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Aish Baladi is an ancient Egyptian flatbread that translates to both “local bread’ and “the bread of life.” Many people believe Egyptian food is underrated and under-marketed. Egypt’s had over 50 centuries to perfect its recipes and this ancient flatbread is one of its perfections.

There are so many middle eastern restaurants that serve Lebanese style or even Turkish style food but you rarely see fully Egyptian style restaurants. Don’t get it wrong, they are great restaurateurs. However, could the lack of Egyptian restaurants be because the Egyptian immigrants in the US don’t typically open up restaurants or maybe it is because there aren’t many US manufacturers making Egyptian style products for restaurants and chefs to use in their kitchens.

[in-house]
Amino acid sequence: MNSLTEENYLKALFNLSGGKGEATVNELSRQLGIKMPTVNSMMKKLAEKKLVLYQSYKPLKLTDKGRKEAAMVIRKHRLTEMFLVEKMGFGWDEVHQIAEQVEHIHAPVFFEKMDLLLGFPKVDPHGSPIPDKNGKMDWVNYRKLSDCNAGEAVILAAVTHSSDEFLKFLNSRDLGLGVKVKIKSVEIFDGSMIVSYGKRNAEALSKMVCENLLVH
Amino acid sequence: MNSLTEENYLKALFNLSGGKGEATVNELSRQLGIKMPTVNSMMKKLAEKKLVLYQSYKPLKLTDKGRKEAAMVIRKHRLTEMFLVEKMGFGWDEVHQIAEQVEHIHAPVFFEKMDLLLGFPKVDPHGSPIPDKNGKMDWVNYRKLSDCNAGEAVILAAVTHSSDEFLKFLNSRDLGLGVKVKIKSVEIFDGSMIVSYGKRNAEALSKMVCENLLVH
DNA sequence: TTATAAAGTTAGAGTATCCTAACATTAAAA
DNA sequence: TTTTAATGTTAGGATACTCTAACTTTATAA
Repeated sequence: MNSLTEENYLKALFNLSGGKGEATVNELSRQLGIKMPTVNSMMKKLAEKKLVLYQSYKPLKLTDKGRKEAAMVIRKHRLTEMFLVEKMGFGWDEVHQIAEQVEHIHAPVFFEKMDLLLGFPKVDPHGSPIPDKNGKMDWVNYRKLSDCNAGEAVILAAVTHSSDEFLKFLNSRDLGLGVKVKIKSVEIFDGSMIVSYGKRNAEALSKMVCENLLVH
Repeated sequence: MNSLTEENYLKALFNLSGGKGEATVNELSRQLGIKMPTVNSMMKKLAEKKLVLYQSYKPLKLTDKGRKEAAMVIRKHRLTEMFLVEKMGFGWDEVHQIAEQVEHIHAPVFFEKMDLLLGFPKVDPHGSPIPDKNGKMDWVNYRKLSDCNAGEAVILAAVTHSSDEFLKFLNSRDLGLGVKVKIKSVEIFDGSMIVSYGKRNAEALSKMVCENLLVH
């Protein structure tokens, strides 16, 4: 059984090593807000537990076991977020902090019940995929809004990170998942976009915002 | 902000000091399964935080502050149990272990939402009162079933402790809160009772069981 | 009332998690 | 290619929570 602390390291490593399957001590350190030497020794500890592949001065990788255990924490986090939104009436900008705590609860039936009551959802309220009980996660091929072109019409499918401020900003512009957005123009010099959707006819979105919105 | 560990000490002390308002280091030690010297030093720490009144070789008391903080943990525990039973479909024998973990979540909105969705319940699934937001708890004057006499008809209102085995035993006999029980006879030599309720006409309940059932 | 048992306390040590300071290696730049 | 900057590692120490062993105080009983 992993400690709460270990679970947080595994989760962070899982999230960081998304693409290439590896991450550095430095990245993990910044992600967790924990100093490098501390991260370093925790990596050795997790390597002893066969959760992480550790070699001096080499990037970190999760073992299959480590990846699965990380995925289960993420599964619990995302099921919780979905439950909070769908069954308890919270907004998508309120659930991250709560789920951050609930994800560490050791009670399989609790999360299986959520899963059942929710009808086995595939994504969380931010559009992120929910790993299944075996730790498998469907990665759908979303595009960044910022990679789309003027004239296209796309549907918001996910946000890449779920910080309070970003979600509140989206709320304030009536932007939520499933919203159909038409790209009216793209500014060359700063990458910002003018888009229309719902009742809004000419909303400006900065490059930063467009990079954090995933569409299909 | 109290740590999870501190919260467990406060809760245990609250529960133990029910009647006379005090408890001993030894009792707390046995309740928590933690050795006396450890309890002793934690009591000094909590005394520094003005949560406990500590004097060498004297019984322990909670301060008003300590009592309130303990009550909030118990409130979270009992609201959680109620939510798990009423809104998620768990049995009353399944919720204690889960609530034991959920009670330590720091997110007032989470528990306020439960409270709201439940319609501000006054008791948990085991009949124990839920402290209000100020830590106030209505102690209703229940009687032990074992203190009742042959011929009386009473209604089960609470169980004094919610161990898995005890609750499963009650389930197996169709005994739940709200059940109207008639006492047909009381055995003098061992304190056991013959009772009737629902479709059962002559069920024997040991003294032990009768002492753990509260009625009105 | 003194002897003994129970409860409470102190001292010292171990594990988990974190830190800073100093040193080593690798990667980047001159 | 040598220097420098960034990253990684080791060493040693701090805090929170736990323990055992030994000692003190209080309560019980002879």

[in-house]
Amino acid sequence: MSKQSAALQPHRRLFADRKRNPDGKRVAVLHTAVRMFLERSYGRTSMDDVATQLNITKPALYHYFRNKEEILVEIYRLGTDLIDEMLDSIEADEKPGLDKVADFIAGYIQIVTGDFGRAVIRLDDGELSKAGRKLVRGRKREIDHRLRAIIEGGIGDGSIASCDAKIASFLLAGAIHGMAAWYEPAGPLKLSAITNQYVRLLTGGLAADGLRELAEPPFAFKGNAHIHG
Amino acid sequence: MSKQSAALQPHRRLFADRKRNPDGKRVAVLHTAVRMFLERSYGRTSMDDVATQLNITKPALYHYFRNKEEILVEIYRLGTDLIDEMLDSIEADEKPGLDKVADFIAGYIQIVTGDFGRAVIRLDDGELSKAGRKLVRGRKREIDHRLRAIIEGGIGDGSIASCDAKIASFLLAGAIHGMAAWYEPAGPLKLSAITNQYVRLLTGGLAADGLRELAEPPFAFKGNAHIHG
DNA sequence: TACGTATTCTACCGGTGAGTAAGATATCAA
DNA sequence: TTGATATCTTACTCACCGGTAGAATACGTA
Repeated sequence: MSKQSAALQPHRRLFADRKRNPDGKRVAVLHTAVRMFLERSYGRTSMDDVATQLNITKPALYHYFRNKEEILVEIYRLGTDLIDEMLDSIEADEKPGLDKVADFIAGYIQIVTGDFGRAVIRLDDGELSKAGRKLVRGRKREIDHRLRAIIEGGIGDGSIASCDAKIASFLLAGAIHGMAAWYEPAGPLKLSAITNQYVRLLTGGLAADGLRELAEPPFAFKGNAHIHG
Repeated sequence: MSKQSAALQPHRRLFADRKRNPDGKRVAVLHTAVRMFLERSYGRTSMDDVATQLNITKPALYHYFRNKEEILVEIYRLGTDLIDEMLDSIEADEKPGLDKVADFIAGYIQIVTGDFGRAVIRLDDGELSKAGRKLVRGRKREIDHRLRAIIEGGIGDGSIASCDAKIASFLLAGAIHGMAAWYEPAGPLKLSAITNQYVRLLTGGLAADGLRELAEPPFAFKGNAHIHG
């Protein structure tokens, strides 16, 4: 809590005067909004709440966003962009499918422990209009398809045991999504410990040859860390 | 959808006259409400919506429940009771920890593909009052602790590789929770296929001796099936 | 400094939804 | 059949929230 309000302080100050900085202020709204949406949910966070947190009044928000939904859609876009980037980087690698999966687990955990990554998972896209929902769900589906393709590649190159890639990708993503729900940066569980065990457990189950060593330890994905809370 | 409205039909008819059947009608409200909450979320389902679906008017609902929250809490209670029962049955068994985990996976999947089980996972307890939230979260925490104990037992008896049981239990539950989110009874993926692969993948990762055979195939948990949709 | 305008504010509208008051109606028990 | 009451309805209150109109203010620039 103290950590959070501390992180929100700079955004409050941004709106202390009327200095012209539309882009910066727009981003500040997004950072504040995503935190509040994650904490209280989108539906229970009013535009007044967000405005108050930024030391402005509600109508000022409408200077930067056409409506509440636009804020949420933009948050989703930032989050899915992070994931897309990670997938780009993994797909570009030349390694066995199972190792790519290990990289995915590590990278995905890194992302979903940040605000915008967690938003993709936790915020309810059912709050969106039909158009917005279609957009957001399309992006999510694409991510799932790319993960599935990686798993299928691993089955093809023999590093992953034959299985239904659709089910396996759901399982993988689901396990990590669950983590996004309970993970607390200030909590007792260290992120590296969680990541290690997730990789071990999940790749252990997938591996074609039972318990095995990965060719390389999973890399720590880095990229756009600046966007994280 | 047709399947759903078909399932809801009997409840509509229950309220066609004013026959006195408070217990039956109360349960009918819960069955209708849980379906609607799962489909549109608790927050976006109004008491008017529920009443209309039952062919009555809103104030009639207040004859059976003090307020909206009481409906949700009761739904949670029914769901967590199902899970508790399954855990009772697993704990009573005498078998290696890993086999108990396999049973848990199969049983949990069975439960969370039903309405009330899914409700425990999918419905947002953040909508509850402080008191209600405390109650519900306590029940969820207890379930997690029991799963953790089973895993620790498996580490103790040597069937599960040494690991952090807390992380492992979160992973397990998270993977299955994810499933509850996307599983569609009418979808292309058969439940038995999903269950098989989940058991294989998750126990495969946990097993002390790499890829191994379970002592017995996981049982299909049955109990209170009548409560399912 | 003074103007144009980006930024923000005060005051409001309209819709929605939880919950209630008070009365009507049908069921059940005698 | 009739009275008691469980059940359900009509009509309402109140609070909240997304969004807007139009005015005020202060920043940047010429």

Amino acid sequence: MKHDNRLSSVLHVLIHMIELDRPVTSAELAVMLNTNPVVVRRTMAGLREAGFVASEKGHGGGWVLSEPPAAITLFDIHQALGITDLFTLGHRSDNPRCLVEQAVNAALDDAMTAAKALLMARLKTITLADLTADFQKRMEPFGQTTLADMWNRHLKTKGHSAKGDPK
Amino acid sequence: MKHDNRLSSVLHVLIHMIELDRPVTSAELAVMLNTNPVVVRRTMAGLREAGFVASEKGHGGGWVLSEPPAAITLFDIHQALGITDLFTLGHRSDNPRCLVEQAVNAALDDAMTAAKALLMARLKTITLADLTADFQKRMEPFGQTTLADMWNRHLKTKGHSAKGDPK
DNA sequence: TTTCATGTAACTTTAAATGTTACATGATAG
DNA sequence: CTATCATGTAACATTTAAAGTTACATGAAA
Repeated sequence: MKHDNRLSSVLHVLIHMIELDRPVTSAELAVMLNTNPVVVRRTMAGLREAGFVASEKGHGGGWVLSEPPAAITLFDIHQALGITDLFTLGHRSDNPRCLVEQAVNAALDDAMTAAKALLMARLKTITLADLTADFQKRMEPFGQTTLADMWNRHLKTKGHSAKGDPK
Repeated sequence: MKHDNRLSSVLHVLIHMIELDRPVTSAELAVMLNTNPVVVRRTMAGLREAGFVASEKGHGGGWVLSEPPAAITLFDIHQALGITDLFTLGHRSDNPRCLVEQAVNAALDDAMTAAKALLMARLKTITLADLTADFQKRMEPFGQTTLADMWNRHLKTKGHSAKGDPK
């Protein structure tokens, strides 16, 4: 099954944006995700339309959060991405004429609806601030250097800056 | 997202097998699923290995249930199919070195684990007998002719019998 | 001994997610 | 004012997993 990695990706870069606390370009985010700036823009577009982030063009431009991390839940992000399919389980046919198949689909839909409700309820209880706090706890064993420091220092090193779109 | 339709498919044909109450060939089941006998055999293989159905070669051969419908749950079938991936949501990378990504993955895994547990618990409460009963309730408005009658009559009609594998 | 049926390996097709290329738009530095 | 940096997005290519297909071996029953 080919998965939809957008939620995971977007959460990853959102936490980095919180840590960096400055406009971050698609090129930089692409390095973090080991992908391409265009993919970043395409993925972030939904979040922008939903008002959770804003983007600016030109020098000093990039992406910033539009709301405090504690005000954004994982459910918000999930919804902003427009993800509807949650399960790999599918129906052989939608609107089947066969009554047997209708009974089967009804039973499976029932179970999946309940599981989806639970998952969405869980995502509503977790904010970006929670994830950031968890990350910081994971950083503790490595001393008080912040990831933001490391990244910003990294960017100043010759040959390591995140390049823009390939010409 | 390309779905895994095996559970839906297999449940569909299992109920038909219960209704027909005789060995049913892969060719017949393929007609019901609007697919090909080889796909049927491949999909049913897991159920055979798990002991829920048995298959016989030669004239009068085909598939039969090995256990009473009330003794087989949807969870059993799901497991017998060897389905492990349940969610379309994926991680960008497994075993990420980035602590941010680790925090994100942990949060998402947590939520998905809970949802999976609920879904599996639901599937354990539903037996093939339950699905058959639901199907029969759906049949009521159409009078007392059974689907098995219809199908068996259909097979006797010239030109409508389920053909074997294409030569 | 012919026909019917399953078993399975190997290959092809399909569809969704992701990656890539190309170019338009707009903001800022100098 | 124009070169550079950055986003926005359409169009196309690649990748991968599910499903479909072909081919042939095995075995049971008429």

aish baladi, egyptian pita bread

What is Aish Baladi?

It is a simple, round, flatbread made from a combination of whole wheat flour or a mix of whole wheat and white flours, water, salt, and yeast. Aish Baladi is typically characterized by its slightly chewy texture and a mild, nutty flavor. It is often enjoyed with various dishes, used for dipping, or as a wrap for ingredients like falafel or grilled meats.

The traditional preparation methods, often involving hand-kneading and baking in a hot oven, can enhance the texture and flavor of the bread. The skill and experience of the baker can also play a role in achieving the desired taste.